We’re not Wolf Warriors, we’re only standing up for China, says senior official
- Foreign vice-minister Le Yucheng defends the use of what he calls ‘rhetorical tit-for-tat’ in the face of growing international criticism
- He tells conference Beijing has no choice but to fight back against constant ‘nagging’ and ‘insults’ from foreign critics
China’s foreign vice-minister Le Yucheng has defended the use of rhetorical “tit-for-tat” after a string of recent controversies, saying it is a way of “solving the problems of being scolded” by other countries.
He also attacked the use of the term “Wolf Warrior” to criticise the aggressive rhetoric adopted by some Chinese diplomats, equating it to the “China threat theory” and saying it was designed to stop China from fighting back when criticised.
Le told a conference at Renmin University in Beijing on Saturday that it was a “misunderstanding of China’s diplomacy”, adding: “Now that they are coming to our doorstep, interfering in our family affairs, constantly nagging at us, insulting and discrediting us, we have no choice but to firmly defend our national interests and dignity.
“Obviously, ‘Wolf Warrior diplomacy’ is actually another version of the ‘China threat theory’, another ‘discourse trap’ that aims to prevent us from fighting back. I suspect these people [that gave us this label] have not awakened from their dreams 100 years ago,” Le added.
He said China had succeeded in making technological advances and eliminating poverty and it was time for the country to take on its critics.
“As General Secretary Xi Jinping puts it, lagging behind leaves one vulnerable to attacks, poverty makes one suffer hunger and losing discourse gets one scolded. Now that we have solved the first two problems, we must be determined to solve the problem of ‘being scolded’,” he added.
The vice-minister rejected the idea that China is making enemies all over the world, despite the increasing belief that the incoming Biden administration is unlikely to result in a significant thaw in relations with the United States and the growing cracks in Beijing’s relations with the EU over issues such as Hong Kong and Huawei.
He offered a veiled criticism of the US, without directly naming it, for withdrawing from the World Health Organization and Paris climate agreement, as well as its role in collapsing the World Trade Organization appellate body.
Le argued that China was a responsible power that has always been the defender of the international order. He said China is a country that “values rituals and ceremonies”, and it has never tried to provoke others or pick fights.
“Some superpower is trying to suppress and contain China by coercing other countries to take sides, creating a chilling effect. But even under these circumstances, China’s ‘friend circle’ is getting larger, not smaller,” he said.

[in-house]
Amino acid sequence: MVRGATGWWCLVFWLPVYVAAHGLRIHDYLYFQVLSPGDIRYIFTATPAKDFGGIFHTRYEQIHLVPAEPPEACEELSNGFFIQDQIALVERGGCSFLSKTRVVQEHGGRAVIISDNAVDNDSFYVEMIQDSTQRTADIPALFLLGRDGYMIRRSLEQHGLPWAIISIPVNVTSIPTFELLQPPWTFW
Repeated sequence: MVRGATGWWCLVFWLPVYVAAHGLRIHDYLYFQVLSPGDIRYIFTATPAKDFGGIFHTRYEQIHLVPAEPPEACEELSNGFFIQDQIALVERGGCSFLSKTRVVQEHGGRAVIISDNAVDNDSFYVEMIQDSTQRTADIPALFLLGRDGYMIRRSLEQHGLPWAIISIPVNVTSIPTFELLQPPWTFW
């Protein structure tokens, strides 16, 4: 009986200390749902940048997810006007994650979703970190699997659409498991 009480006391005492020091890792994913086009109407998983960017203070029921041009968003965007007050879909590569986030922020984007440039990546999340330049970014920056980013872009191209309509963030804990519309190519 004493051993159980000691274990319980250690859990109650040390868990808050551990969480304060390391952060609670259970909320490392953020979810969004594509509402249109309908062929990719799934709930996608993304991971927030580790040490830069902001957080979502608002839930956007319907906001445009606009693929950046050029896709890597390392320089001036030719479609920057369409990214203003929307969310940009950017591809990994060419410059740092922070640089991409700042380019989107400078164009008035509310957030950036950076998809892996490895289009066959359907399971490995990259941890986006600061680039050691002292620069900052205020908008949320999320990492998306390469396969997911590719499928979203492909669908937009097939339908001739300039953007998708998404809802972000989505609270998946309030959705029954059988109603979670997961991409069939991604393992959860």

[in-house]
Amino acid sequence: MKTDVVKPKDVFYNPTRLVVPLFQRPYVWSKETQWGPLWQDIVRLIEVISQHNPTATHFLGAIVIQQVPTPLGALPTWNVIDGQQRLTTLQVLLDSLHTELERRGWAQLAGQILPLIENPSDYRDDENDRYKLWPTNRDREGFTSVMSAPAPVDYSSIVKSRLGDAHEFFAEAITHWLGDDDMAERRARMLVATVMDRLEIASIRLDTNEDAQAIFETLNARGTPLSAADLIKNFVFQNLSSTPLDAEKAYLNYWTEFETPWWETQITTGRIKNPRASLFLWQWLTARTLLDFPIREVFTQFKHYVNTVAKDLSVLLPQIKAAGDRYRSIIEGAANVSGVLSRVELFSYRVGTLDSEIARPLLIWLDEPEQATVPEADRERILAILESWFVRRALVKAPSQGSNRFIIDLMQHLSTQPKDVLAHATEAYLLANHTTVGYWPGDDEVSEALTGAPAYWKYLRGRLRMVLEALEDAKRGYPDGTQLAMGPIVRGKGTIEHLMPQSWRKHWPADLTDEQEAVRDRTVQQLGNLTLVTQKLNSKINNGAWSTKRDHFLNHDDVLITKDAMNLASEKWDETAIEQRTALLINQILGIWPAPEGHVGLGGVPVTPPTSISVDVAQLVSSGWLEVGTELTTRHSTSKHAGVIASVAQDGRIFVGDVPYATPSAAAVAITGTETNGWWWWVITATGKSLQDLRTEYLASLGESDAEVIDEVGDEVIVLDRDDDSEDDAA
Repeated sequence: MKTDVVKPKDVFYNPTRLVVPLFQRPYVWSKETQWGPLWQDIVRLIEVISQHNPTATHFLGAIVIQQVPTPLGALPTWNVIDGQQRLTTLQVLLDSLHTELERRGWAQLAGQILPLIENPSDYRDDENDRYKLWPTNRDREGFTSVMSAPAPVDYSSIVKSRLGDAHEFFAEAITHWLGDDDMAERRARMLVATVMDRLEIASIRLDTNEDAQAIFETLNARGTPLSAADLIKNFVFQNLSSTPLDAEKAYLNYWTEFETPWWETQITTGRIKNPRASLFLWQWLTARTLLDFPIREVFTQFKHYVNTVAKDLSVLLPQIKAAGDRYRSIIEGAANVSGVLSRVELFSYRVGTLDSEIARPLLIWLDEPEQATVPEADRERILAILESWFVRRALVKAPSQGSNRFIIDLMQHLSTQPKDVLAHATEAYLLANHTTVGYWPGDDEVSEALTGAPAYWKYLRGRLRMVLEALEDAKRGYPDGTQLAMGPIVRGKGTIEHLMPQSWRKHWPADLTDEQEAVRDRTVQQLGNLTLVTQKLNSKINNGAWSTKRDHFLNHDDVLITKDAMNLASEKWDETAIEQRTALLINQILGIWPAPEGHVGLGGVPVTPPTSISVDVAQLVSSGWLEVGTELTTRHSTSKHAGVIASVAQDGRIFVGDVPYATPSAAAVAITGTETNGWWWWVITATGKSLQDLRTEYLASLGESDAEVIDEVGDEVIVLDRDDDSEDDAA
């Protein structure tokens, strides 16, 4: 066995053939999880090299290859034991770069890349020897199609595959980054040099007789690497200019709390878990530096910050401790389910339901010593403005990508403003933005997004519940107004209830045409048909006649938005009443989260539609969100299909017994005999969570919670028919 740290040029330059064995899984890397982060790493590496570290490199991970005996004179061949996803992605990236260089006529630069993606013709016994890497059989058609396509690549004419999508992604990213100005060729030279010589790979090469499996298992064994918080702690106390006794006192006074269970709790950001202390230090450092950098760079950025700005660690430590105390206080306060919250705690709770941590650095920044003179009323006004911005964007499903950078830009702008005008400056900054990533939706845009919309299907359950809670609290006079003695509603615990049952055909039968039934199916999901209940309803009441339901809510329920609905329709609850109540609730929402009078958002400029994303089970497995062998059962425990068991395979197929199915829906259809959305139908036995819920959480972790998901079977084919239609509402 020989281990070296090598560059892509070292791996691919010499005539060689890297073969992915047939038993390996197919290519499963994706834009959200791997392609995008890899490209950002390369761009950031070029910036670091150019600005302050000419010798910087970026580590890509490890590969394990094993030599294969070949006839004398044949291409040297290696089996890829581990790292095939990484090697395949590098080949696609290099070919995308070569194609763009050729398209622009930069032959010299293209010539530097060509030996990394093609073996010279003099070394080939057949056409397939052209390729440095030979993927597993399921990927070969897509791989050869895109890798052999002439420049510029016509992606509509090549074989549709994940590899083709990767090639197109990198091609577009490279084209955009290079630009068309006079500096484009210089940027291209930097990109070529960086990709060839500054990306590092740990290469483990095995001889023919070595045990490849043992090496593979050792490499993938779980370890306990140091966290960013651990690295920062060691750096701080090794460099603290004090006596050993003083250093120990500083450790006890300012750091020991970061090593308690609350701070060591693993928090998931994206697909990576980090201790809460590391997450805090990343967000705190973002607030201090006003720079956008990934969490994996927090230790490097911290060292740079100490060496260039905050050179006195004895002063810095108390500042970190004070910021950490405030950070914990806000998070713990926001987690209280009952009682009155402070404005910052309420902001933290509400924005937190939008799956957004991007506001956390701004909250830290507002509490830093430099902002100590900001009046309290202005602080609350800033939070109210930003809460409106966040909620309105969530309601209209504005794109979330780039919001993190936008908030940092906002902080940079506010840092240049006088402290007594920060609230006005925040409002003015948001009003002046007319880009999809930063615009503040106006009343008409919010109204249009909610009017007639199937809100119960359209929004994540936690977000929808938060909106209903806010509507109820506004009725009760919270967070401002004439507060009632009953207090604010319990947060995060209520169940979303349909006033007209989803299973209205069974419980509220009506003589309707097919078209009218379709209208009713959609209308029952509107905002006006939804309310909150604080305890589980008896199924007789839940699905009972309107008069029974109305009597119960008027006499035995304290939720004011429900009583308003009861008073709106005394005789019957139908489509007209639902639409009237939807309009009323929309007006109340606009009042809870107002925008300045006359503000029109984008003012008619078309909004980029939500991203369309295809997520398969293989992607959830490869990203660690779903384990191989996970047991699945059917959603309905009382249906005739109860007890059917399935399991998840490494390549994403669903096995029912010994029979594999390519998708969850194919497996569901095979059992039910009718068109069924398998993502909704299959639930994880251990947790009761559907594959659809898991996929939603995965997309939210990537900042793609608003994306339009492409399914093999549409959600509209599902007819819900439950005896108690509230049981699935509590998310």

However, the increasingly assertive Wolf Warrior rhetoric – named after a series of nationalistic action movies – has caused increasing alarm in other parts of the world.
Foreign ministry spokesman Zhao Lijian has come to be seen as the flag-bearer for the new breed of aggressive diplomats for his aggressive response to criticism on social media.
Earlier this year he responded to the use of the term “China virus” by some US politicians by pushing a conspiracy theory that the coronavirus had been brought to Wuhan by American participants in last year’s military games
“It might be the US army who brought the epidemic to Wuhan. Be transparent! Make public your data! US owe us an explanation!” Zhao tweeted in March.
In November, Zhao issued a blunt threat that the United States and the other members of the Five Eyes intelligence network risked “having their eyes poked out” after they criticised a ruling by Beijing that led to the immediate ousting of Hong Kong opposition lawmakers.
The incident was the latest in an increasingly bitter row and follows the imposition of heavy tariffs on Australian goods after Canberra angered Beijing by criticising its policies towards Xinjiang, Hong Kong and Taiwan.
In his lengthy speech, Le said it was “impossible” for China to compromise or silence other countries “insults”, but would instead have to launch “a tit-for-tat struggle” against any “unscrupulous suppression and containment”.
“As General Secretary Xi Jinping said, Chinese people don’t provoke trouble, but they do not fear provocations; their legs will not tremble and they will not bow in the face of difficulties and risks. When it comes to defending national interests, China’s diplomacy is always backed by dignity without any attempt to yield or to please,” he said.
Le defended aggressive rhetoric as the solution to “being scolded” and indicated that what China is doing now is “far from enough”.
He said that in the past China had been stigmatised because it did not know how to defend itself.
“Because we could not express ourselves well, others have described us as a ‘yellow plague’ and the ‘sick man of East Asia’, and they are still stigmatising and demonising our country to this day. This shows that although we have made great strides in expressing ourselves, it is still far from enough,” he said.
He also said: “Experts and academics should be brave enough to come out to expose and rebuke and to clarify, to defend the country and the [Communist] party … If the facts are distorted, they have to debate with eloquence.”
He added China would make “bigger contribution to stability and prosperity in the post-pandemic world” by opening up its market to other countries.